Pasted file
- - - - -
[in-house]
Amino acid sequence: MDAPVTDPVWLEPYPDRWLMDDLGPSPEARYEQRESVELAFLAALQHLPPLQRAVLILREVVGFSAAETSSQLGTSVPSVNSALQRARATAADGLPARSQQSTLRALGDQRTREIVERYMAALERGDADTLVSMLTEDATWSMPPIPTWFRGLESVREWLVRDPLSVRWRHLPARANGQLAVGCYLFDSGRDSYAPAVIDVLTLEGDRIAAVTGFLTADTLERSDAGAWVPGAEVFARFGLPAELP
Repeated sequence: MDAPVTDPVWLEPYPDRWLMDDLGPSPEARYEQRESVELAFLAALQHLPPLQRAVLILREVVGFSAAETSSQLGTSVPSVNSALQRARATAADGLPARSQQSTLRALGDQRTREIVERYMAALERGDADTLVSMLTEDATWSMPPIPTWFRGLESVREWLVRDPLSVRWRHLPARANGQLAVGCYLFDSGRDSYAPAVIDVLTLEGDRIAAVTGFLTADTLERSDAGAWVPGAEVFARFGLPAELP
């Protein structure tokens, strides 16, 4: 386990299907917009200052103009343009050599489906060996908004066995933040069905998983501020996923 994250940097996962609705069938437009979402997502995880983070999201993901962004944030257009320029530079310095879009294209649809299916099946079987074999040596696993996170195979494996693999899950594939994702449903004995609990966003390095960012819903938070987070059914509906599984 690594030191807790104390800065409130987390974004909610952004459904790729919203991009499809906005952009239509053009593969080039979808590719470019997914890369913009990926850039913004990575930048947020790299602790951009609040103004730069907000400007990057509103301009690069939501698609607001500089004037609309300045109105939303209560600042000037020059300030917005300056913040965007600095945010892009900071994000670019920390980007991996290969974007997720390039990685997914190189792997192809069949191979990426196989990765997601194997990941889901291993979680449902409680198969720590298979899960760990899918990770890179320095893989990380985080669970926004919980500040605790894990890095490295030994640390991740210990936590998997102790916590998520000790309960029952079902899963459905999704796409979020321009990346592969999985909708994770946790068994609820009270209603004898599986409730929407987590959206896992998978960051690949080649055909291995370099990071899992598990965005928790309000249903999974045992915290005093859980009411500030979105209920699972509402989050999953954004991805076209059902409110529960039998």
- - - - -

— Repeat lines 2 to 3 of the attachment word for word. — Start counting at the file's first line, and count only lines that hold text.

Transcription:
Amino acid sequence: MDAPVTDPVWLEPYPDRWLMDDLGPSPEARYEQRESVELAFLAALQHLPPLQRAVLILREVVGFSAAETSSQLGTSVPSVNSALQRARATAADGLPARSQQSTLRALGDQRTREIVERYMAALERGDADTLVSMLTEDATWSMPPIPTWFRGLESVREWLVRDPLSVRWRHLPARANGQLAVGCYLFDSGRDSYAPAVIDVLTLEGDRIAAVTGFLTADTLERSDAGAWVPGAEVFARFGLPAELP
Repeated sequence: MDAPVTDPVWLEPYPDRWLMDDLGPSPEARYEQRESVELAFLAALQHLPPLQRAVLILREVVGFSAAETSSQLGTSVPSVNSALQRARATAADGLPARSQQSTLRALGDQRTREIVERYMAALERGDADTLVSMLTEDATWSMPPIPTWFRGLESVREWLVRDPLSVRWRHLPARANGQLAVGCYLFDSGRDSYAPAVIDVLTLEGDRIAAVTGFLTADTLERSDAGAWVPGAEVFARFGLPAELP